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Recent news reports stated that the National Security Agency has pursued new methods that have allowed the agency to monitor telephone and online communication, encrypted information that was thought to be virtually immune to eavesdropping. What steps can and should computer scientists take in response to this privacy threat? How will the recent revelations affect the future of cryptography—the field of encoding and decoding electronic communication and transmissions for the purposes of privacy, reliability and efficiency?
To address these questions, the Johns Hopkins University Information Security Institute will host an hour-long roundtable discussion, moderated by Anton Dahbura, interim executive director of the Information Security Institute, and Avi Rubin, the institute’s technical director. Other participants will include Johns Hopkins cyber-security experts Matthew Green, Stephen Checkoway and Giuseppe Ateniese.
The event will be streamed live at https://connect.johnshopkins.edu/jhuisicrypto/, and also will be posted online following the event.
NOTE: Seating at this public event will be limited. Members of the media who plan to cover the discussion are asked to RSVP to Phil Sneiderman, firstname.lastname@example.org.
It’s movie time! Students from INBT’s summer class Science Communication for Scientists and Engineers: Video News Releases will present their final projects and be available to answer questions. Film topics this year include drug delivery, lab-on-a-chip technology, and how cells become cancerous. Don’t miss this opportunity to see the students’ work up on the big screen. This event is open to the entire Johns Hopkins community.
The Department of Medicine at Johns Hopkins includes more than 3,600 basic and clinical science researchers at the faculty level; 1,200 graduate and medical students; and 1,400 fellows. The 2018 Department of Medicine Research Retreat is a joint retreat with the Johns Hopkins Whiting School of Engineering.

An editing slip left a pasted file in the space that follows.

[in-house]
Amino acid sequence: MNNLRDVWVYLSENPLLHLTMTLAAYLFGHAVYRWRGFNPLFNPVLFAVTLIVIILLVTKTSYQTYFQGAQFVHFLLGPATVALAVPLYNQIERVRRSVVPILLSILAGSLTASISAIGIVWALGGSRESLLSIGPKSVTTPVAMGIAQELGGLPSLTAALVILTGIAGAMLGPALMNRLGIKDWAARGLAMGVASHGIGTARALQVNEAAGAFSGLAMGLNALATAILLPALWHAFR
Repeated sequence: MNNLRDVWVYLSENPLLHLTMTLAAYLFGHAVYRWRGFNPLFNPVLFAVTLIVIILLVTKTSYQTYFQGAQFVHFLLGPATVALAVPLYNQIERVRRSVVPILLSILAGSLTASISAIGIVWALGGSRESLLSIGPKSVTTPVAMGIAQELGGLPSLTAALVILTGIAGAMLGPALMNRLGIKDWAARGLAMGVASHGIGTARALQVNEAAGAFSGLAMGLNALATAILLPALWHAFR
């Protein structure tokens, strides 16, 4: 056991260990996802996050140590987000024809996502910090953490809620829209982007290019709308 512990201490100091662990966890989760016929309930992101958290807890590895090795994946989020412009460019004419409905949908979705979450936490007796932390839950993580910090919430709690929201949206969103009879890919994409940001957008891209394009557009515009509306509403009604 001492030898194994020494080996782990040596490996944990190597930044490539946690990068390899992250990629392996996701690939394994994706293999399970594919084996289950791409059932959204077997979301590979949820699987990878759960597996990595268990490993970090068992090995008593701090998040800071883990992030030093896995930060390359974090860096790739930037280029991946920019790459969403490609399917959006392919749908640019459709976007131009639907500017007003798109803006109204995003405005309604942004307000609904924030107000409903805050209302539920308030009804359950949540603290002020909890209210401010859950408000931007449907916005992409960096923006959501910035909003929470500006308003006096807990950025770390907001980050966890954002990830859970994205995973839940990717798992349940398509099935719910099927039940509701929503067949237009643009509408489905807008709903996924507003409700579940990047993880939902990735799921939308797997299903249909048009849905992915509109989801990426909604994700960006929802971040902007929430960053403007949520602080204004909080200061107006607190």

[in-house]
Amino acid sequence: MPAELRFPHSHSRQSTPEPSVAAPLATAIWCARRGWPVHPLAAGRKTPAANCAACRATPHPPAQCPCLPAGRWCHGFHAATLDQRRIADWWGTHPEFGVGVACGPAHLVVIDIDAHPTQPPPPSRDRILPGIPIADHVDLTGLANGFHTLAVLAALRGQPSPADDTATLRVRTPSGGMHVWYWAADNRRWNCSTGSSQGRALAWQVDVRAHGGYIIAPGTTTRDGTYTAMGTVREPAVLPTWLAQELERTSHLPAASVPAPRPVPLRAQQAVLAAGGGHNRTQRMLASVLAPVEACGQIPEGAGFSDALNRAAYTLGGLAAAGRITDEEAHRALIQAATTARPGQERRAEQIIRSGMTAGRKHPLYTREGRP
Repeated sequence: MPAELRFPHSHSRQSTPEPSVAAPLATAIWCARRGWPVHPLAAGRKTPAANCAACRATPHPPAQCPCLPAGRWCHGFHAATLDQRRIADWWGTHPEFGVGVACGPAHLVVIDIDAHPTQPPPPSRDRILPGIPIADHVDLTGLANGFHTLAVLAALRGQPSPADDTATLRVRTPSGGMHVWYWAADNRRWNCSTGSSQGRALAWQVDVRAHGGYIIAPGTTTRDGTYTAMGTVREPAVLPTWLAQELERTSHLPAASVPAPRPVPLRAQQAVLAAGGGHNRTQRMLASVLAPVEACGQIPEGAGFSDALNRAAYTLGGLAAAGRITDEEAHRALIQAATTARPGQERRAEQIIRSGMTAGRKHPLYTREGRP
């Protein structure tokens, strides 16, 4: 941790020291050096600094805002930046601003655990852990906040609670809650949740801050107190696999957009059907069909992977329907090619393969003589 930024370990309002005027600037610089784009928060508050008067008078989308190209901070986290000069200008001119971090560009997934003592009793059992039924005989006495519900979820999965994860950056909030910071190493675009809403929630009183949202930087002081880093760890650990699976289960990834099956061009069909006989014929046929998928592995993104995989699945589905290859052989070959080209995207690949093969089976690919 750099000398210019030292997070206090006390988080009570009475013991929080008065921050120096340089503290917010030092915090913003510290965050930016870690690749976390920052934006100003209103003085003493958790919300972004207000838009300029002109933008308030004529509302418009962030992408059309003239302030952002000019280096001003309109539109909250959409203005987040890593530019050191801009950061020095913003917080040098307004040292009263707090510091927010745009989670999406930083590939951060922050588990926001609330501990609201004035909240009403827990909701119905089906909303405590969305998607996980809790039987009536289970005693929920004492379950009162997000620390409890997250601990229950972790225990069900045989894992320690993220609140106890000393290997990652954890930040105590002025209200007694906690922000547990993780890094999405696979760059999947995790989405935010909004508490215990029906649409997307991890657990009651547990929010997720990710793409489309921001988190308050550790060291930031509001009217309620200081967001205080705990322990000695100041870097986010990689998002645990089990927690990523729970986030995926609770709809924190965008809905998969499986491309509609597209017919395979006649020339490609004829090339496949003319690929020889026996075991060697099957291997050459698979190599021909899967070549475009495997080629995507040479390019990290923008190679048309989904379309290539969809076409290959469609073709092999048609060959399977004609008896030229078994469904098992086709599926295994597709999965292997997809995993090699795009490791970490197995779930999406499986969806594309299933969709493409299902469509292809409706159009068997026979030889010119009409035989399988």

This full-day event will include awards for the best posters, the Levine and Brancati Mentoring Awards, and basic and clinical research presentations by senior Johns Hopkins faculty. Art projects from the Department of Art as Applied to Medicine will be spotlighted in the retreat exhibition area.
Robert Langer, the David H. Koch Institute Professor at MIT, will deliver this year’s keynote lecture. Langer is the author of more than 1,400 articles and the most cited engineer in history (h-index 239). Worldwide, he has in excess of 1,260 issued and pending patents that have been licensed or sublicensed to more than 300 pharmaceutical, chemical, biotechnology, and medical device companies.Click here to register!
Please contact email@example.com with questions regarding poster submissions and requirements, the mentoring awards, or retreat registration.
Heidi Nepf, the Donald and Martha Harleman Professor of Civil and Environmental Engineering at the Massachusetts Institute of Technology, will deliver the 35th Annual Alexander Graham Christie Lecture.
The lecture will be held at 3 p.m. on Thursday, May 3, in 210 Hodson Hall.
How vegetation alters waves and current, and the feedbacks to environmental system function
Vegetation provides a wide range of ecosystem services valued at over 4 trillion dollars per year. Seagrasses, salt marshes, and mangroves, damp storm surge and waves, mitigate anthropogenic nutrient loads, and provide important habitat and blue carbon reservoirs. The conservation and restoration of these landscapes has become the center-point of nature-based solutions for coastal protection and carbon mitigation. This seminar will summarize basic concepts in vegetation hydrodynamics, focusing on flexible meadows of seagrass, for which the bending of plants in response to fluid motion (called reconfiguration) plays an important role in setting the drag. Scaling laws are developed to describe the damping of currents, turbulence and waves as a function of plant morphology, flexibility, and shoot density. The feedbacks from plant-flow interaction to sediment transport and carbon sequestration are also discussed.
Sponsored by the Department of Mechanical Engineering and the JHU Student Section and the Baltimore Section of the American Society of Mechanical Engineers.
The 2019 Department of Medicine Research Retreat is a joint retreat with the Johns Hopkins Whiting School of Engineering. Click here to download the save-the-date flyer for this year’s retreat.
Important: There’s still time to register and secure a lunch ticket for the DOM/WSE Research Retreat. Register by 5 p.m. on February 27 to be eligible for a lunch ticket. On-site registrations will not be eligible for lunch tickets.